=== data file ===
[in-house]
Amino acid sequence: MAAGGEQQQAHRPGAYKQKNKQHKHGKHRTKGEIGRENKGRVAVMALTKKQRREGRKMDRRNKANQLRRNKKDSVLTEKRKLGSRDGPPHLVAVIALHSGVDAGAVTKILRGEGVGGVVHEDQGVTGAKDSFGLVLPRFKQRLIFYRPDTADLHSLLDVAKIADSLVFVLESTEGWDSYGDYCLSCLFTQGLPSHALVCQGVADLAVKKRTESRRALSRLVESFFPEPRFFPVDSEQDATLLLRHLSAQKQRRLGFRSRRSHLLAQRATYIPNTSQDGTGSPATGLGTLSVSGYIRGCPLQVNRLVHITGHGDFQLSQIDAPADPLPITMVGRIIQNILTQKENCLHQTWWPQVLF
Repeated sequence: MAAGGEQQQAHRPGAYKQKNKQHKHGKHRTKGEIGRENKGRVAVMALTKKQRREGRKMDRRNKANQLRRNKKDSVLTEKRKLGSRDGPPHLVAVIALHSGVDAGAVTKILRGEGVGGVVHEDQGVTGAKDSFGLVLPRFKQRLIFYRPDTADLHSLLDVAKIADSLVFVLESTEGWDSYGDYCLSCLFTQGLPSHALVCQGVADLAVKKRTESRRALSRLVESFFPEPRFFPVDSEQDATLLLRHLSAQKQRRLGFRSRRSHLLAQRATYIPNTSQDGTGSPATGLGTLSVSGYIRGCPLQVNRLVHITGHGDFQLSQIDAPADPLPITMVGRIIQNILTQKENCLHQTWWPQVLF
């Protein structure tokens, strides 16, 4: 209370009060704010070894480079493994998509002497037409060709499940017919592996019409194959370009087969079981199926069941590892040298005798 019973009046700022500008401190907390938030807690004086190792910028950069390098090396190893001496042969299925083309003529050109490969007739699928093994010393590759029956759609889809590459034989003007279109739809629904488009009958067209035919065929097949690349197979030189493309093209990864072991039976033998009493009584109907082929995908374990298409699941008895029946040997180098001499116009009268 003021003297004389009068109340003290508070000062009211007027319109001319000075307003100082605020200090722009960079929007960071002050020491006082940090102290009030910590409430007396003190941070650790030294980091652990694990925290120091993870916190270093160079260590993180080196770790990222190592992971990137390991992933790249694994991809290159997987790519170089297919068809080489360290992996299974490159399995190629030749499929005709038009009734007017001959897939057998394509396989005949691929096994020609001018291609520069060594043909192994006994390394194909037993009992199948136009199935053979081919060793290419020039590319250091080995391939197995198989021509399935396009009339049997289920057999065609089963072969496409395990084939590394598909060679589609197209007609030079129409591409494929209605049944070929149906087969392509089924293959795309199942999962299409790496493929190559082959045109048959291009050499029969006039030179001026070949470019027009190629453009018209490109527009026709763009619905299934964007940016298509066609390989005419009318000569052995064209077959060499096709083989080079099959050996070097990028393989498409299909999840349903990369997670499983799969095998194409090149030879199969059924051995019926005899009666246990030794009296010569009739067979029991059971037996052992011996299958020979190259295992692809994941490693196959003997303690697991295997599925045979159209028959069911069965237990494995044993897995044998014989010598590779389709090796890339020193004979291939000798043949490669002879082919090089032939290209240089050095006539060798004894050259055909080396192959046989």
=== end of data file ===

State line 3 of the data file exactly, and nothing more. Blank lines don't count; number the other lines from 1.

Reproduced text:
Repeated sequence: MAAGGEQQQAHRPGAYKQKNKQHKHGKHRTKGEIGRENKGRVAVMALTKKQRREGRKMDRRNKANQLRRNKKDSVLTEKRKLGSRDGPPHLVAVIALHSGVDAGAVTKILRGEGVGGVVHEDQGVTGAKDSFGLVLPRFKQRLIFYRPDTADLHSLLDVAKIADSLVFVLESTEGWDSYGDYCLSCLFTQGLPSHALVCQGVADLAVKKRTESRRALSRLVESFFPEPRFFPVDSEQDATLLLRHLSAQKQRRLGFRSRRSHLLAQRATYIPNTSQDGTGSPATGLGTLSVSGYIRGCPLQVNRLVHITGHGDFQLSQIDAPADPLPITMVGRIIQNILTQKENCLHQTWWPQVLF